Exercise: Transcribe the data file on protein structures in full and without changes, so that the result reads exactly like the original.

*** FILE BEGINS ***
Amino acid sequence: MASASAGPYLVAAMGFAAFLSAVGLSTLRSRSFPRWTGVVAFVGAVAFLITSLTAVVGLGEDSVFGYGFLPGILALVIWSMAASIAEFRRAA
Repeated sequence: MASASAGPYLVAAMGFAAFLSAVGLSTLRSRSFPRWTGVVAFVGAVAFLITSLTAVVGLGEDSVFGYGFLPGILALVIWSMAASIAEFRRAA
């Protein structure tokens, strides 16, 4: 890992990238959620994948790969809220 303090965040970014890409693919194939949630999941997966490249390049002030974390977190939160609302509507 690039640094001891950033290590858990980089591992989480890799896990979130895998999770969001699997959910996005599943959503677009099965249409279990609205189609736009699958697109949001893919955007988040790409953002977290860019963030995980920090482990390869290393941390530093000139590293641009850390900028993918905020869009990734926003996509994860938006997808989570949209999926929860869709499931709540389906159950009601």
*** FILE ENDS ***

Amino acid sequence: MASASAGPYLVAAMGFAAFLSAVGLSTLRSRSFPRWTGVVAFVGAVAFLITSLTAVVGLGEDSVFGYGFLPGILALVIWSMAASIAEFRRAA
Repeated sequence: MASASAGPYLVAAMGFAAFLSAVGLSTLRSRSFPRWTGVVAFVGAVAFLITSLTAVVGLGEDSVFGYGFLPGILALVIWSMAASIAEFRRAA
């Protein structure tokens, strides 16, 4: 890992990238959620994948790969809220 303090965040970014890409693919194939949630999941997966490249390049002030974390977190939160609302509507 690039640094001891950033290590858990980089591992989480890799896990979130895998999770969001699997959910996005599943959503677009099965249409279990609205189609736009699958697109949001893919955007988040790409953002977290860019963030995980920090482990390869290393941390530093000139590293641009850390900028993918905020869009990734926003996509994860938006997808989570949209999926929860869709499931709540389906159950009601």